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Outlook on U.S. Dollar, Currencies & Markets: Look Out Below!

Stock-Markets / Financial Markets 2014 Jun 18, 2014 - 02:41 PM GMT

By: Axel_Merk

Stock-Markets

The FIFA World Cup and market predictions have in common that we are tempted to create a world of make-believe when it comes to predicting outcomes. While others ponder about the meaning of a round ball, we’ll focus on the implications of a make-believe world comprised of ever-higher asset prices. Our caution: look out below!


The Sky is The Limit

Investors have a tendency to ignore the hidden risks in their investments, even if those risks may be hiding in plain sight. You may recall the references to a "goldilocks" economy in the run-up to the 2008 credit crisis. Similarly, in the 1990s, what could possibly go wrong investing in tech stocks? What these episodes have in common is that the downside volatility of asset prices was unusually low. The pessimists warn of pending collapse, yet are ignored.

As an optimist, I agree with the pessimists. Not because I think the world will come to an end, but because the path from euphoric to normal is a rough one. When low asset price volatility lulls investors into believing the markets have become safer than they really are, folks take risks that they are bound to regret. Those that pile into the equity markets on the backdrop of ever shorter corrections, of ever higher asset prices, of historically low volatility, may be running for the exit fast when they realize they had no business being over-exposed to the equity markets in the first place.

Some laugh at gold investors that saw the price of gold drop sharply in 2013. What many fail to realize is that the very same can happen in the equity markets just as easily. When an asset (gold in this case) rises for 12 years in a row, there will be those taking out a loan to invest in the yellow metal. Similarly, investors have taken out ever more debt to buy stocks. For such euphoria to end, we don't need a crisis, all we need is fear levels to return to "normal."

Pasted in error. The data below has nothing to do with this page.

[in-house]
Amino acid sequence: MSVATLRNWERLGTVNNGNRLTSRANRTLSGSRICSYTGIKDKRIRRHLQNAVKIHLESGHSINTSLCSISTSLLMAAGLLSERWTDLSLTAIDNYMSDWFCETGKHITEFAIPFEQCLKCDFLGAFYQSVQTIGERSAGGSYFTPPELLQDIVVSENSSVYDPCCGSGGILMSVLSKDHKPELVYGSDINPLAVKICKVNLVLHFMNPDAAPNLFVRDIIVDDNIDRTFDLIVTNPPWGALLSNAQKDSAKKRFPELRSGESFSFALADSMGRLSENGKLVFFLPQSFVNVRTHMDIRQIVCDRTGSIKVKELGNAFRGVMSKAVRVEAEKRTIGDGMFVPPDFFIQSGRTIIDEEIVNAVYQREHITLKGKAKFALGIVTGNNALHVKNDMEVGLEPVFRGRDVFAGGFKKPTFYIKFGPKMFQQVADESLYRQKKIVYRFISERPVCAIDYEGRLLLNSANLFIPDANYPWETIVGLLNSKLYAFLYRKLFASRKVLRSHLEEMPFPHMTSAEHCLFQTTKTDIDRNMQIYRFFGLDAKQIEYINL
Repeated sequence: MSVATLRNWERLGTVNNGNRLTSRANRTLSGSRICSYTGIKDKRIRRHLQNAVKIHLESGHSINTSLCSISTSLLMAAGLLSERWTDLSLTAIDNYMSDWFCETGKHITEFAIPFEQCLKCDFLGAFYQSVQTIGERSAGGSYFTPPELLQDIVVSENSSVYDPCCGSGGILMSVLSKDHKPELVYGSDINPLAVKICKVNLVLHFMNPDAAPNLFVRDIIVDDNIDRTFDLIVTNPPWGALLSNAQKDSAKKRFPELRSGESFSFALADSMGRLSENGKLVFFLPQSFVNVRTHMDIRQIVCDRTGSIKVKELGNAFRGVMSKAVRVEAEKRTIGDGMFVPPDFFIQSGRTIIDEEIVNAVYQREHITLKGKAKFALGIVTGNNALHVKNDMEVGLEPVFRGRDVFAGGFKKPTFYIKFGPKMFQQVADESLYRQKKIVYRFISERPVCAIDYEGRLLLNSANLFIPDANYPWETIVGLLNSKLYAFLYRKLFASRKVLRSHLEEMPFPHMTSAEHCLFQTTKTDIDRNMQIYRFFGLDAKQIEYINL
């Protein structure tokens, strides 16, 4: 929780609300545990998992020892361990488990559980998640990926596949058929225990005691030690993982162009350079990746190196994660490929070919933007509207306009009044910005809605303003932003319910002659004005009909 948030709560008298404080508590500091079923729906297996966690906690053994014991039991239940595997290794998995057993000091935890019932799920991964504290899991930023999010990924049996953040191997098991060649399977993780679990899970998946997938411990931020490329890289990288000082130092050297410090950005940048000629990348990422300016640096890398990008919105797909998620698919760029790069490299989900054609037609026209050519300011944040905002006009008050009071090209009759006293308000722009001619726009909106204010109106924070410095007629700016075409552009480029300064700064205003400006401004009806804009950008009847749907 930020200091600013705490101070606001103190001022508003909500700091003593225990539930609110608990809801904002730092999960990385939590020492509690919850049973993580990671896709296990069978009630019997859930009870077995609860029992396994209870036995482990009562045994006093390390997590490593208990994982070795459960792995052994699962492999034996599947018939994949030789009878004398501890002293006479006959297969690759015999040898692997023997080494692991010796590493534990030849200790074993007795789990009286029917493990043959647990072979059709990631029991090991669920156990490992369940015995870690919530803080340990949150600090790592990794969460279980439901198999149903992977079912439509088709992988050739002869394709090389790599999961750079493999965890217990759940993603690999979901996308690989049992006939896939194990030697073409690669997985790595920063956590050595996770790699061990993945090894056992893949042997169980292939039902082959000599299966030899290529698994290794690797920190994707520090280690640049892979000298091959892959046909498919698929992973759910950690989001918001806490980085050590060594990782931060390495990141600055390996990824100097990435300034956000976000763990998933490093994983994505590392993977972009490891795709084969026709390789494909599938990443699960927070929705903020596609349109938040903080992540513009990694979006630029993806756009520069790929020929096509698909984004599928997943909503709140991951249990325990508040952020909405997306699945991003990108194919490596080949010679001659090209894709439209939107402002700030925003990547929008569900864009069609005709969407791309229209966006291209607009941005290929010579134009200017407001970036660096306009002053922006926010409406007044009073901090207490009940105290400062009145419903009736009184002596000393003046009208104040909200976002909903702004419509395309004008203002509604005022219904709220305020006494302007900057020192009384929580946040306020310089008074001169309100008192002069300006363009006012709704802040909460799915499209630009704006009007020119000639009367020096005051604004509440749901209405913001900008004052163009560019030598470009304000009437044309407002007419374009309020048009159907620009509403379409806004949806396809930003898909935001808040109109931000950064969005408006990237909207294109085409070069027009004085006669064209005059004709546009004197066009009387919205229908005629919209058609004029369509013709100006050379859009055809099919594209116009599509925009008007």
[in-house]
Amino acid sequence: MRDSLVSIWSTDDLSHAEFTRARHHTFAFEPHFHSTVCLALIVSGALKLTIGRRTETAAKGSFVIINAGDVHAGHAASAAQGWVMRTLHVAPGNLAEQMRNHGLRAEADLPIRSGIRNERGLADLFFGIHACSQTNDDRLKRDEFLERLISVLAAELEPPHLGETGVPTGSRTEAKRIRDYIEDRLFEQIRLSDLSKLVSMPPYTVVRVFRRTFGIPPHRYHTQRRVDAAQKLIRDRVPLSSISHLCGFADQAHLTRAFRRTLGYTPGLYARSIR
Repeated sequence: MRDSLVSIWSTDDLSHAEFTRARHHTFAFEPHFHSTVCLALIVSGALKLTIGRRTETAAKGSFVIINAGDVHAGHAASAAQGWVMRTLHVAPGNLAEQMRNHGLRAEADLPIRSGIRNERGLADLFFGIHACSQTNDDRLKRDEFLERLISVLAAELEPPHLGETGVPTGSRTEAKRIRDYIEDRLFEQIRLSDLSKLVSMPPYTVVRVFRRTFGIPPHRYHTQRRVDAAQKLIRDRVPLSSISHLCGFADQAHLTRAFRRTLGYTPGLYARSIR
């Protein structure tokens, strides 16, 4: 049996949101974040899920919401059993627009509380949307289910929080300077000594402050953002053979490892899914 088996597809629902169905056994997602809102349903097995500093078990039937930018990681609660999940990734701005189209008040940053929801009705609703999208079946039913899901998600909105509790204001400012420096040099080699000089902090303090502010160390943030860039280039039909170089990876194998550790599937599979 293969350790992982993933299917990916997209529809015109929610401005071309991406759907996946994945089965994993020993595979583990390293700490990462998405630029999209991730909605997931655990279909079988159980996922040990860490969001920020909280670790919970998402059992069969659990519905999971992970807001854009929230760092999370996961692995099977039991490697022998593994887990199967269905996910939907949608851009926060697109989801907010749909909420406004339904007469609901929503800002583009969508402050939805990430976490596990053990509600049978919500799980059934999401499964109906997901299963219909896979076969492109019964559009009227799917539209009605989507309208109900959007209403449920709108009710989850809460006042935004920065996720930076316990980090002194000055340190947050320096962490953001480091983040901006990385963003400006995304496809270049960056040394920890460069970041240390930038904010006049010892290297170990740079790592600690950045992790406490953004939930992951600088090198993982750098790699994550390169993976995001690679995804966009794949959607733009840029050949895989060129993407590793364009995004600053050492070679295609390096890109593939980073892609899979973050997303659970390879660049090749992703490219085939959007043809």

Liquidity is dead

The low volatility environment has been accompanied by what is historically low volume. When liquidity in the market is low, it provides fertile ground for more abrupt price moves. One reason why liquidity may be low is due to the Dodd-Frank Wall Street Reform and Consumer Protection Act ("Dodd-Frank"). Dodd-Frank, with its good intentions, has banished a lot of risk taking by financial institutions. That may be a good thing in some ways, but it has also curtailed major liquidity providers. The next sharp correction in the markets may well be an indication of whether the dearth of market participants is a problem.

Other markets infected

The above symptoms don't just affect the equity markets. In the fixed-income markets, our analysis shows:

  • Volatility has been rather low of late;
  • Liquidity is sharply reduced as banks have sharply reduced their trading activities (due to Dodd-Frank);
  • Investors chase yield (mostly by chasing "credit", i.e. lower quality debt instruments; but some also take on more interest rate risk by investing in longer-dated debt securities).
  • Investors increasingly embrace what we call creative bond funds that brag about holdings in Master-Limited Partnerships ("MLPs") and ultimately have big exposure to dividend paying emerging market equity securities.

Currency markets have also experienced extraordinarily low volatility of late. Having said that, we have not seen leverage increase much in this market, as folks abstain rather than take huge positions.

Policy makers concerned